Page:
Urban growth, measured in economic and demographic terms, is a well documented feature of Canadian society. The increasing concentration of population and the continued prosperity of large scale urban centres· are perhaps the most familiar and documented forms of this growth. There are of course many other expressions and measurements of urban growth but it was not until more widespread concern developed over the cost of urban expansion, including the loss of agricultural land, that academic attention focussed on one of these, the spatial dimension (and consequences) of urban growth. The expansion in the productive capacity of cities and the concomitant increase and/or redistribution in population all have their spatial expressions. Despite the recent interest devoted to this problem, particularly by Bourne (1973, 1974, 1976), many questions, both general to metropolitan centres and specific to Vancouver, remain unanswered. How much land is being constructed by various activities within Vancouver? In what way do the quantity and intensity of land consumed for new development vary between areas or districts of Greater Vancouver? What role do economic, demographic and institutional forces play in affecting rates of land conversion? To what degree does the spatial pattern of growth in Vancouver conform to that occurring in other metropolitan centres?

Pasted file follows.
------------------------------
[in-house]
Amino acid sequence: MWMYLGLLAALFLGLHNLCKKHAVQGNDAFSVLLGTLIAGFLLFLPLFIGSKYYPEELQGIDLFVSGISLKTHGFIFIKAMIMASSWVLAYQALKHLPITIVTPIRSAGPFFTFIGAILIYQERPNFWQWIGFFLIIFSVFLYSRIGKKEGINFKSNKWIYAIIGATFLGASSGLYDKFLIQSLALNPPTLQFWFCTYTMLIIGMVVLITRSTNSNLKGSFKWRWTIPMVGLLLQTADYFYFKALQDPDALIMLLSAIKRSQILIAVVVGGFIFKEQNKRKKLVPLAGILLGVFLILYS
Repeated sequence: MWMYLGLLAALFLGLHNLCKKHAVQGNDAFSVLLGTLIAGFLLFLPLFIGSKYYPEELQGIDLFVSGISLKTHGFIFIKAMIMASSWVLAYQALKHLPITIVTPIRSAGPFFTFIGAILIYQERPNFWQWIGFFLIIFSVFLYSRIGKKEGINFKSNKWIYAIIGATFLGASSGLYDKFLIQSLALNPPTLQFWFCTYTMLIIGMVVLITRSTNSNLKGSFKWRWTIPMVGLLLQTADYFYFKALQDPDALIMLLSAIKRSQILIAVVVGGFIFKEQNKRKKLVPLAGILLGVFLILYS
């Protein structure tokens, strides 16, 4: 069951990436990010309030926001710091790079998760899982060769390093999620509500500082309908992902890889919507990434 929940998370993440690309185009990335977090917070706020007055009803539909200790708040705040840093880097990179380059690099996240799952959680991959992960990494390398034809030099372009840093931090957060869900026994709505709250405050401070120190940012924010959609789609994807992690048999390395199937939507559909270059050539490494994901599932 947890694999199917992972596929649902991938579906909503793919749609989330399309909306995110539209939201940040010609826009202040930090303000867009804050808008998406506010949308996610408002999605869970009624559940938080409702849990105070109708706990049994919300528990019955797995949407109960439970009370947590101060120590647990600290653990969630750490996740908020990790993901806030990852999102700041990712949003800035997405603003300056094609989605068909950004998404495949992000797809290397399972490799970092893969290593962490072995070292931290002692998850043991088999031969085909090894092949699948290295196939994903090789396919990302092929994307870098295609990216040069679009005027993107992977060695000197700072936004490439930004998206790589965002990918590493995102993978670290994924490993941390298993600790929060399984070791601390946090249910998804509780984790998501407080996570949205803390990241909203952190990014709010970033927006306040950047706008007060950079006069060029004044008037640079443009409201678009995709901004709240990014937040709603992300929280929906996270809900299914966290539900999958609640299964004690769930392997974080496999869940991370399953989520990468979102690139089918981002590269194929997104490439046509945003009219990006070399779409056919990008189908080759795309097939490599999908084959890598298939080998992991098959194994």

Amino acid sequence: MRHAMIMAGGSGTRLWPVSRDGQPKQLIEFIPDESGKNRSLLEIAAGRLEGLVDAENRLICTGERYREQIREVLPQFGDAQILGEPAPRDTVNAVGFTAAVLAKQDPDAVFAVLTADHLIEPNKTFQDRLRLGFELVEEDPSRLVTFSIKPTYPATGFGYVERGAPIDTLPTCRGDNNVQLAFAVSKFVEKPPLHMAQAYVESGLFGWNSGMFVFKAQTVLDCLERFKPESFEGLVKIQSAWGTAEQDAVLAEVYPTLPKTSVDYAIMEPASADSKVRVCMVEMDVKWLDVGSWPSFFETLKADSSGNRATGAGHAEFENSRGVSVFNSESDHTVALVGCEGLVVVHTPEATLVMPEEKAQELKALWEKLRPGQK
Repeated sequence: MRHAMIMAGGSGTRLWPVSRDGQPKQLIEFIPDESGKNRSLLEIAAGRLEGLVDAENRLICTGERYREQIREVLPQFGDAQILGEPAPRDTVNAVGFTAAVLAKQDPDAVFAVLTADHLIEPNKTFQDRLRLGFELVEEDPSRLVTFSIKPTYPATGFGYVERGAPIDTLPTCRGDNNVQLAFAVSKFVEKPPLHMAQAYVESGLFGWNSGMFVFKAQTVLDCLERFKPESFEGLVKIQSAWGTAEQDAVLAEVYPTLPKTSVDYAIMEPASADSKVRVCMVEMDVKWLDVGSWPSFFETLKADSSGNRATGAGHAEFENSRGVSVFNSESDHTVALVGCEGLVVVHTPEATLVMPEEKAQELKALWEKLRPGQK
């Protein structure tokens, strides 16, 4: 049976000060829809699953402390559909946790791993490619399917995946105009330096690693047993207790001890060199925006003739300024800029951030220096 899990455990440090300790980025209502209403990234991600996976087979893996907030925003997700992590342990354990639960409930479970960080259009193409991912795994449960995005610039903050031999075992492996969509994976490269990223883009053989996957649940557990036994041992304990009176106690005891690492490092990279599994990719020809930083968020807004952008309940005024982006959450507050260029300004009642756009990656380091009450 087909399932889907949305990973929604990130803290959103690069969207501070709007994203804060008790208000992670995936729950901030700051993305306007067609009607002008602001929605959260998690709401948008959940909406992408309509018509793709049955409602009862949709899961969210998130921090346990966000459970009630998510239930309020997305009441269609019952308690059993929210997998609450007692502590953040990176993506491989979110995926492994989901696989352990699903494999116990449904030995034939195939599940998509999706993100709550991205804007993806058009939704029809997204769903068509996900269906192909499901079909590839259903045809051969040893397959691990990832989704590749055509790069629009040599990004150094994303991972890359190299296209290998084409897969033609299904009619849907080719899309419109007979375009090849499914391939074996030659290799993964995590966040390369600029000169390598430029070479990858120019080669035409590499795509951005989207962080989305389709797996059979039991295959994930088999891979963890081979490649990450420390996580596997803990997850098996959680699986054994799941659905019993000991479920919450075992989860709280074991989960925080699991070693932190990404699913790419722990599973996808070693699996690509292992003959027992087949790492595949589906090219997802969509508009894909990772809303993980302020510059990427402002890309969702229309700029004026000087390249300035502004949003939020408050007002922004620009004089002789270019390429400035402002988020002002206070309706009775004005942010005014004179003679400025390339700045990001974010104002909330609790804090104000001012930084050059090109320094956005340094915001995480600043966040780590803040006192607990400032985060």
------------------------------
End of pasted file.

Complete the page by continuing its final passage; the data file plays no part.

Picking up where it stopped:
Discussion Paper no. 3
Pierce, J.T. "A Comparative Analysis of Change in Residential Acreage for Greater Vancouver, 1961 - 1976." Department of Geography Discussion Paper no. 3. Simon Fraser University. 1978.
Copyright is held by the author(s) and the Dept. of Geography, Simon Fraser University.
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